— Helen Murphy (@lemurph) January 31, 2017
Source: @lemurph January 31, 2017 at 04:02PM
I promised to include a screenshot of the applet I’m using for tweets because it appears to be generally working for me, and embedding the tweets properly. This is almost definitely a result of luck, not skill, and following Cathy’s instructions.
Either I should get a lottery ticket on the way home from work… or the applet will now break… 🙂
— Helen Murphy (@lemurph) January 25, 2017
Source: @lemurph January 25, 2017 at 04:24PM
This is the quote I’m referring to in my tweet:
Technology is only a tool if it can be used properly to inspire a student – Anthony Salcito, vice-president of Worldwide Education at Microsoft
It’s a weird set of words to put together – it’s ambiguous, and it’s taken me a few goes of reading through it to understand what it means. (I’m still not sure I do.) But if I were a proper critical posthumanist, what would I make of it?
On one hand, the technology is seen as exclusively material: it’s even further removed from being a ‘tool’, because it’s only a ‘tool’ if it meets certain conditions. So, not only does it require a separation of the material/technological and social, its status is dependent upon its being ‘used’ by humans in a certain way. Ergo: instrumentalist technology.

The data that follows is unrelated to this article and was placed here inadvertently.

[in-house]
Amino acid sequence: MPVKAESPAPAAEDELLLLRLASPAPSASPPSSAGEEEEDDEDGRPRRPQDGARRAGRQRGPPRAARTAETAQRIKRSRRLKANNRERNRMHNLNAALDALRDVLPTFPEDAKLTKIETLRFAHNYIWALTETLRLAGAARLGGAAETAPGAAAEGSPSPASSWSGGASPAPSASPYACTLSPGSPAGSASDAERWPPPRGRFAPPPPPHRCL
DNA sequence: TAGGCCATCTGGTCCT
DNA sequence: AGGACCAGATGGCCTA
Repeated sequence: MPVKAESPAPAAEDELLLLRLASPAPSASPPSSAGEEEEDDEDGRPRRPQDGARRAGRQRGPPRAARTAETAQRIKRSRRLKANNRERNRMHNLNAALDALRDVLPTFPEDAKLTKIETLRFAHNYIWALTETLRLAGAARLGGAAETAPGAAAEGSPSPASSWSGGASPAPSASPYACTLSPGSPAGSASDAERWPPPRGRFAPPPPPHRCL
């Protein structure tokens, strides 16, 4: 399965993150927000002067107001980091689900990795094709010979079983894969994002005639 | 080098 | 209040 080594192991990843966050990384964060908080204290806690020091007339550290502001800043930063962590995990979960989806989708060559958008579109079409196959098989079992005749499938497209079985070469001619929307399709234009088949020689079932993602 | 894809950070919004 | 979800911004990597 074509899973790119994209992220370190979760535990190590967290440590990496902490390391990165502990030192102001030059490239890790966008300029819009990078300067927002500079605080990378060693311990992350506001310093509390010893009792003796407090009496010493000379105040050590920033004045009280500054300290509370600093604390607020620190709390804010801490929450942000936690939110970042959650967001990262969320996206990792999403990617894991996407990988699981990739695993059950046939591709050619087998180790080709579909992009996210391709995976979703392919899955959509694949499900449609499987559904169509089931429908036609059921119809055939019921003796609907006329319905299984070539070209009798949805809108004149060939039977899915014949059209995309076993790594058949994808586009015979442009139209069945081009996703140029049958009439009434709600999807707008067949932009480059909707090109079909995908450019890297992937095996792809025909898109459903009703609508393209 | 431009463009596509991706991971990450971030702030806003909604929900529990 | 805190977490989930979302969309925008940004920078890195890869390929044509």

On the other hand, the technology has a ‘proper’ use – there is a way to use it properly, and if we humans are cognisant of this and able to use properly, it will ‘inspire’ our students. Ergo: determinist technology.
I’m also troubled by the use of this word ‘inspire’ – it’s so subjective, it privileges the human, it’s anthropocentric, and it’s difficult to see how it might escape a value judgment about what ‘learning’ is.
So technology-enhanced inspiration? Technology-inspired learning? No, thank you!